Variation is the driving force behind evolution and the reason why any species persists on this planet. Yet the science of human diversity is curtailed by controversial politics and outcries against racism. Some resistance comes from indigenous groups who feel they would be lab rats, but most comes from cautious government groups like the European Union, who at one point banned all research into human diversity. As a result gene studies were forced to obliterate the ethnic source of their samples.
Of course it is important to be sensitive to the threat of racism; historically human diversity science has led to eugenic groups, the sterilisation of ‘undesirables’ and most infamously, the hideous acts committed by the Nazis. However science is the only real route to defeating ignorance (listening Daily Mail?) and as gene trials have progressed it has become obvious that the main differences are ones we see – hair, skin colour and facial features. We might have just our mother’s eyes, but we all possess the genetic markers of one woman who lived in Africa 200, 000 years ago – Mitochondrial Eve.
Racial groups are simply pockets of random mutations, favoured or dispelled on exposure to the environment. A Channel 4 documentary picked four random men, representing each main ethnic background, and read their DNA. Men were chosen as the Y chromosome is passed, unchanged, directly from father to son. Any mutations in the Y chromosome will be passed to all male offspring, and then on to all their male descendents. It was found that the Caucasian and the African representatives shared a European great-grandfather, while a few hundred generations ago, existed a man who had founded the lineages of the European, African and Japanese men in question. Ultimately all 4 men possessed a mutation that had originally occurred in one man, several thousand generations ago.
The documentary also traced the stories of just a handful of genes within these ethnic groups. A gene for alcohol tolerance is absent in 50% of oriental descendents. Its been suggested the reason for this was the safety of drinking water. To overcome the dangers of waterborne disease, Eastern people boiled their water whilst Western groups fermented it. Avoiding gastrological infections enhanced survival and reproductive fitness, hence a gene for the degradation of alcohol became widespread in Western populations.
Other considerations were epicanthic folds and nose shape. Epicanthic folds are associated with oriental races but are found in South African populations; sure enough these stem from a common ancestor. Nose shape (also heavily subject to sexual preference and cultural measures of attraction) has been thought to reflect the temperature of the surrounding environment; longer noses are able to better warm the air before it is fully inhaled, improving the efficiency of Oxygen transfer, hence why Europeans may tend to have larger noses than more southerly populations.
Skin colour, the most controversial and identifiable feature of race, is the result of a conflict between producing enough vitamin D and protection from skin cancer. Populations living in sunny climes produce large quantities of melanin pigment to reduce UV penetration, which causes cancer. However sunlight is required for the production of Vitamin D, vital for bone metabolism. As our ancestors moved North, the weaker sun meant skin pigment had to be lost in order to prevent Vitamin D deficiency – a problem still occasionally seen in dark-skinned people living in Northern countries; our ancestors didn’t have cow’s milk or calcium supplements readily available.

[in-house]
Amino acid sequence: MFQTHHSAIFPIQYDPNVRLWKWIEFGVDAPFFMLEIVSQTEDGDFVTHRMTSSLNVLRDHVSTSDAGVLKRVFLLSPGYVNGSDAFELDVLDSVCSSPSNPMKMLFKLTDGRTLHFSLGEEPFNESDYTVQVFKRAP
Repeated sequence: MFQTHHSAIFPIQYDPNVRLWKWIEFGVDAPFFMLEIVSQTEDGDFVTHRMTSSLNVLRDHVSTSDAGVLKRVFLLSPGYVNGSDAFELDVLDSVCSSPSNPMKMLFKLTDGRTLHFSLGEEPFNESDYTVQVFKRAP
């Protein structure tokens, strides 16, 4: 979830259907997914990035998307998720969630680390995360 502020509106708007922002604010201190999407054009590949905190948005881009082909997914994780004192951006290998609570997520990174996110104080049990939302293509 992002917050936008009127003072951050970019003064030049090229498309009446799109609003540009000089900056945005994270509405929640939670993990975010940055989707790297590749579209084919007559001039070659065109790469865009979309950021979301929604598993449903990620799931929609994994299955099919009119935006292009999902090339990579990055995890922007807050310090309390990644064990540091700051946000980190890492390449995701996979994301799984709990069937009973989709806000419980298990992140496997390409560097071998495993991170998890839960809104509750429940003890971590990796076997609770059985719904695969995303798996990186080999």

Thus the study of human diversity provides much insight into why we appear different and traces how we spread out from one continent to populate the world. However there are very urgent reasons why gene studies should include information from as many ‘races’ as possible. The Human Genome, a compilation of ‘all human genes’ was actually only composed of about 20 individuals, all American. Most of our knowledge of genetics has stemmed from European or Oriental sampling. While groups bay to protect ethnic minorities, they are actually ensuring that these people may never benefit from genetic research. For example studies into the genetic causes of prostate cancer rely namely on samples from American and European backgrounds even though rates are 3x higher in African-American men. Causal genes found in the study may play less or no role in the African-American cancers, and thus these men’s ability to access screening and targeted treatment may be destroyed as a result.
Even if ethnic diversity is controversial as a source of academic interest, its medical applications are profound. Races do differ in prevalence of inherited disease, response to drugs and tendency to develop particular illness. Because it protects against malaria, one haemoglobin variant is common in Sub-Saharan African descendents, however it also increases the incidence of a potentially fatal blood disorder called sickle-cell anaemia. Many Europeans have an increased risk of skin cancer due to a melanin pigment variation associated with red hair. Certain isolated populations possess only one blood group as opposed to the A, B, AB or O varieties familiar in Western individuals.
Genetic research into population differences has found we are all more alike than we are different; all various compilations of genetic traits that make us better adapted to our environment. Unfortunately many of the differences we do perceive in our genetic information contribute to states of illness; isolating which genes are responsible and identifying risk are important avenues of medical research that will reduce morbidity and death. Pharmaceutical companies are currently driving large-scale trials to develop a new generation of genetically-tailored medicines. Once again, variation is all about survival.